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Growth of the carrageenan-producing tropical red seaweed Hypnea musciformis in surface water, 870m deep water, effluent from a clam mariculture system, and in deep water enriched with artificial fertilizers or domestic sewage
Haines, K.C. (1976). Growth of the carrageenan-producing tropical red seaweed Hypnea musciformis in surface water, 870m deep water, effluent from a clam mariculture system, and in deep water enriched with artificial fertilizers or domestic sewage, in: Persoone, G. et al. (Ed.) Proceedings of the 10th European Symposium on Marine Biology, Ostend, Belgium, Sept. 17-23, 1975: 1. Research in mariculture at laboratory- and pilot scale. pp. 207-220
In: Persoone, G.; Jaspers, E. (Ed.) (1976). Proceedings of the 10th European Symposium on Marine Biology, Ostend, Belgium, Sept. 17-23, 1975: 1. Research in mariculture at laboratory- and pilot scale. IZWO: Wetteren. ISBN 90-6281-001-2. 620 pp., more

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    VLIZ: Proceedings [4805]
Document type: Conference paper

Keyword
    Marine

Author  Top 
  • Haines, K.C.

Abstract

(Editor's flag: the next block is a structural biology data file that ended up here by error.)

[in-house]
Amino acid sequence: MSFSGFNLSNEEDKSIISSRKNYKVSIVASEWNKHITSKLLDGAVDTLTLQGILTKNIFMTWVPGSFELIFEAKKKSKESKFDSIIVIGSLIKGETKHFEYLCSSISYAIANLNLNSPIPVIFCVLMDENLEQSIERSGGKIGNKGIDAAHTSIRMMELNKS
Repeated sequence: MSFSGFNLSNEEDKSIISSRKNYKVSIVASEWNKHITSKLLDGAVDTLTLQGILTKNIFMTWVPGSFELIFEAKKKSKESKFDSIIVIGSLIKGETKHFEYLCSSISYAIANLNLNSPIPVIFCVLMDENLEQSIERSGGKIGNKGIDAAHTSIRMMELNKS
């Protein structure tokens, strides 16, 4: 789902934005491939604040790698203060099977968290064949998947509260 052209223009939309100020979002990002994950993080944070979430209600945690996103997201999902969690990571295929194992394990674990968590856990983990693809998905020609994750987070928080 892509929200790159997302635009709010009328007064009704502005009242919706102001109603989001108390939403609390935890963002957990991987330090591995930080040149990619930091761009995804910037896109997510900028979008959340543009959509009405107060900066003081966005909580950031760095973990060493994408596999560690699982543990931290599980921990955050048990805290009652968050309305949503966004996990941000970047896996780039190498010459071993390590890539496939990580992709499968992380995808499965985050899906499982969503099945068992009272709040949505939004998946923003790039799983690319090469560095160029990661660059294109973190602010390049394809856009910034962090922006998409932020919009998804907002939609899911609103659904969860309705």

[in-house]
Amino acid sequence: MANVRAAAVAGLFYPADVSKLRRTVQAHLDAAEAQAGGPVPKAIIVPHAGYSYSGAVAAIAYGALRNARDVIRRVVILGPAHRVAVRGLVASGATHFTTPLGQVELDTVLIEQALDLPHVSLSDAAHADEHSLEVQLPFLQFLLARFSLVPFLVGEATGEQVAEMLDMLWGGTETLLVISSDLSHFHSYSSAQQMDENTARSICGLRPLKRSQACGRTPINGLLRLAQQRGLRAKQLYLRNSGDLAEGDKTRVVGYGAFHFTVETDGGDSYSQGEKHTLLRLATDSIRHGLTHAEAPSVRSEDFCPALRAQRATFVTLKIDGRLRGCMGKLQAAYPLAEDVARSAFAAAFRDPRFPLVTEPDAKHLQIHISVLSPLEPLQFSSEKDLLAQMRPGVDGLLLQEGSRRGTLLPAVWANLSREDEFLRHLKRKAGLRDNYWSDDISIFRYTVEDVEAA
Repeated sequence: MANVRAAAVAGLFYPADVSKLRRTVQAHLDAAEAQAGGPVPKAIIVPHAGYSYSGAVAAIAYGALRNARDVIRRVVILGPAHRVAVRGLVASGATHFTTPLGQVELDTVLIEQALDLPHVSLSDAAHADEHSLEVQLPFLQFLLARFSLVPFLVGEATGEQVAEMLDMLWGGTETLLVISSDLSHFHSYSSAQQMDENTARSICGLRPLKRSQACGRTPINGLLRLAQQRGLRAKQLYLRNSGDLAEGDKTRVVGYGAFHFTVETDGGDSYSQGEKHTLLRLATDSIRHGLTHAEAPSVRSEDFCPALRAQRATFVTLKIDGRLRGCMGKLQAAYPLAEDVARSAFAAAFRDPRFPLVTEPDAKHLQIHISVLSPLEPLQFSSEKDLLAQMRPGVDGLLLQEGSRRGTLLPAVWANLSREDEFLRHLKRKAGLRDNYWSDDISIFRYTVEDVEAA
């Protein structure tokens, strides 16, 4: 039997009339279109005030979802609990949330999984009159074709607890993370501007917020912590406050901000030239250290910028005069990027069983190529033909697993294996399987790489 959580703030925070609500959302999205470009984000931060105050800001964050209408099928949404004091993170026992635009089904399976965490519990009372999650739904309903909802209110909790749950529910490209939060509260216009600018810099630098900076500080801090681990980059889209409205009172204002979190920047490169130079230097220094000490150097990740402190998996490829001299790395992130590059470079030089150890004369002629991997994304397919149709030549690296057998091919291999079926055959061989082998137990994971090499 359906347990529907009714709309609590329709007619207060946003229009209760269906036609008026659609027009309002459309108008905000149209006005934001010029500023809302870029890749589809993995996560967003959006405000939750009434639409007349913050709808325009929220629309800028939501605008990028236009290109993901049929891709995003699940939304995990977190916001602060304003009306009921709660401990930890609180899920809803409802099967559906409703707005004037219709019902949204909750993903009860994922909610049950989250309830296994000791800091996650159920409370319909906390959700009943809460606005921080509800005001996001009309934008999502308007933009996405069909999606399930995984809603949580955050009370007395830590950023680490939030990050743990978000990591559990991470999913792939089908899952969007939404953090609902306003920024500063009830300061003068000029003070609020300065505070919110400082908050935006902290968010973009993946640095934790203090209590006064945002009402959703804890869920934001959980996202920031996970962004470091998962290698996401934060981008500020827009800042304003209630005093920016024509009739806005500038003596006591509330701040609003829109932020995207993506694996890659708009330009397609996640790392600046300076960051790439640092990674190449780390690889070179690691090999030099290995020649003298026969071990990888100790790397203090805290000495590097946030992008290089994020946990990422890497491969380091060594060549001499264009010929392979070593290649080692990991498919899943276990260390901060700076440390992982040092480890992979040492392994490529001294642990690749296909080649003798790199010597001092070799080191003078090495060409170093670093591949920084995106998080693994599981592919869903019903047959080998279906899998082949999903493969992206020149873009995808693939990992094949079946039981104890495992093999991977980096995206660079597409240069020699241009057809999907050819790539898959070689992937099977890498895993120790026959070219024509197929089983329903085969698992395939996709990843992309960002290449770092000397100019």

Growth of Hypnea musciformis (Wulfen) Lamaroux in the effluent from an artificial upwelling mariculture system on St. Croix, U.S. Virgin Islands, in which 870 m deep water is used to grow planktonic algae which are then fed to bivalve shellfish, was about five times faster than growth in unaltered deep water, and about three times faster than in surface seawater. Growth was positively correlated with ammonia concentration in the water supplied to the seaweed. but there was no correlation with nitrate or phosphate concentration. The growth stimulation by the effluent from the shellfish mariculture system could be achieved by enriching deep water with ammonia plus a chelated iron-trace metals-vitamins mix, but could not be achieved by enriching the deep water with ammonia alone or with the chelated iron-trace metals-vitamins mix alone. Increasing the ammonia supply, while keeping the chelated iron-trace metals-vitamins mix enrichment constant, produced an increased growth rate. Enrichment of deep water with 4% primary-treated sewage and 35% secondary-treated sewage also increased growth of H. musciformis relative to its growth in deep water alone. Carbon, nitrogen, and carrageenan contents of the seaweed grown under various nutritional conditions are presented.

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